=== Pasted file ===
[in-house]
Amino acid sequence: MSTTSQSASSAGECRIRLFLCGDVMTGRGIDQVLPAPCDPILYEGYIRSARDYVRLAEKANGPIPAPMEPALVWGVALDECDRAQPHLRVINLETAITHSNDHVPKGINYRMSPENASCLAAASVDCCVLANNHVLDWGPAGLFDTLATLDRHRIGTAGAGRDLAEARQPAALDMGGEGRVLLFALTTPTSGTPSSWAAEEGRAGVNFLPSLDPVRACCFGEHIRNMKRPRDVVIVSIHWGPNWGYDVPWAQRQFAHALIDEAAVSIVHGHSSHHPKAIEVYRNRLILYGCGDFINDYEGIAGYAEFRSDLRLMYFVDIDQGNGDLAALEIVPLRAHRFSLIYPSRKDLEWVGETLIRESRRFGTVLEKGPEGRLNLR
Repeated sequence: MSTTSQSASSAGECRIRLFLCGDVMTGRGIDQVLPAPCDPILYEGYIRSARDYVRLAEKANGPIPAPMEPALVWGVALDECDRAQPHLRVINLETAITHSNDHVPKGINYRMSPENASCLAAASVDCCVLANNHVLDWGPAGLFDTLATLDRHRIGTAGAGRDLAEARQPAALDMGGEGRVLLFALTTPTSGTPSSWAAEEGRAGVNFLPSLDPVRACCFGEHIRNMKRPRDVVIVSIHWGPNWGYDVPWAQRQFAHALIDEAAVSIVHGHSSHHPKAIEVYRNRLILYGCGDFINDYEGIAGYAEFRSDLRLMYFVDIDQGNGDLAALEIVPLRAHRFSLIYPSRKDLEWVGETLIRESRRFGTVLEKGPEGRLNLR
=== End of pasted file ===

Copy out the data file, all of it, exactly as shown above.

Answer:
[in-house]
Amino acid sequence: MSTTSQSASSAGECRIRLFLCGDVMTGRGIDQVLPAPCDPILYEGYIRSARDYVRLAEKANGPIPAPMEPALVWGVALDECDRAQPHLRVINLETAITHSNDHVPKGINYRMSPENASCLAAASVDCCVLANNHVLDWGPAGLFDTLATLDRHRIGTAGAGRDLAEARQPAALDMGGEGRVLLFALTTPTSGTPSSWAAEEGRAGVNFLPSLDPVRACCFGEHIRNMKRPRDVVIVSIHWGPNWGYDVPWAQRQFAHALIDEAAVSIVHGHSSHHPKAIEVYRNRLILYGCGDFINDYEGIAGYAEFRSDLRLMYFVDIDQGNGDLAALEIVPLRAHRFSLIYPSRKDLEWVGETLIRESRRFGTVLEKGPEGRLNLR
Repeated sequence: MSTTSQSASSAGECRIRLFLCGDVMTGRGIDQVLPAPCDPILYEGYIRSARDYVRLAEKANGPIPAPMEPALVWGVALDECDRAQPHLRVINLETAITHSNDHVPKGINYRMSPENASCLAAASVDCCVLANNHVLDWGPAGLFDTLATLDRHRIGTAGAGRDLAEARQPAALDMGGEGRVLLFALTTPTSGTPSSWAAEEGRAGVNFLPSLDPVRACCFGEHIRNMKRPRDVVIVSIHWGPNWGYDVPWAQRQFAHALIDEAAVSIVHGHSSHHPKAIEVYRNRLILYGCGDFINDYEGIAGYAEFRSDLRLMYFVDIDQGNGDLAALEIVPLRAHRFSLIYPSRKDLEWVGETLIRESRRFGTVLEKGPEGRLNLR